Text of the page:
Using the theory of planned behavior to understand family forest owners' intended responses to invasive forest insects.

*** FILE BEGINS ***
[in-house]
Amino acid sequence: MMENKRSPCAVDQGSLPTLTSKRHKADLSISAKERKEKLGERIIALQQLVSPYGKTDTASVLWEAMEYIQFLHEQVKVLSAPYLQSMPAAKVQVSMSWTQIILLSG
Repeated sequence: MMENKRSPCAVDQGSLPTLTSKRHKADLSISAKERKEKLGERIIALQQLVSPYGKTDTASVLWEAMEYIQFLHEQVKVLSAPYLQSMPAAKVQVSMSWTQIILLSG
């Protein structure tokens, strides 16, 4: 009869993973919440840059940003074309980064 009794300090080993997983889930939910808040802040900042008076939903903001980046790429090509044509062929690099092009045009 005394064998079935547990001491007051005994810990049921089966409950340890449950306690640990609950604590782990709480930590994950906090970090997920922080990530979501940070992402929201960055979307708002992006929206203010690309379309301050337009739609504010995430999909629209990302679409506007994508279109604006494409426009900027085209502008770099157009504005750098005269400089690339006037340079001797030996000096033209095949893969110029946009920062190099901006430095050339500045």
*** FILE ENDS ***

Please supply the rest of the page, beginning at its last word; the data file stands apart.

Private landowner participation in management initiatives can be encouraged by interventions, which must resonate with the underlying subjective motivations of the landowners. In this study, we use the Theory of Planned Behavior to gauge the relative influences of (1) attitudes; (2) subjective norms; and (3) perceived behavioral control on landowner intentions to harvest trees threatened by invasive insects. We use a survey (n = 696) to estimate the effects of these latent factors among family forest owners in New England. Our results suggest that, overall, normative pressures are the dominant influence on landowners' harvest intentions. However, for certain subgroups, such as those with especially high levels of knowledge and experience with forest insects, or those with forestry experience, attitudes are dominant. Perceived behavioral control was not revealed to be dominant among any of our subgroups. These findings can be used to inform landowner interventions that are differentiated by landowner type.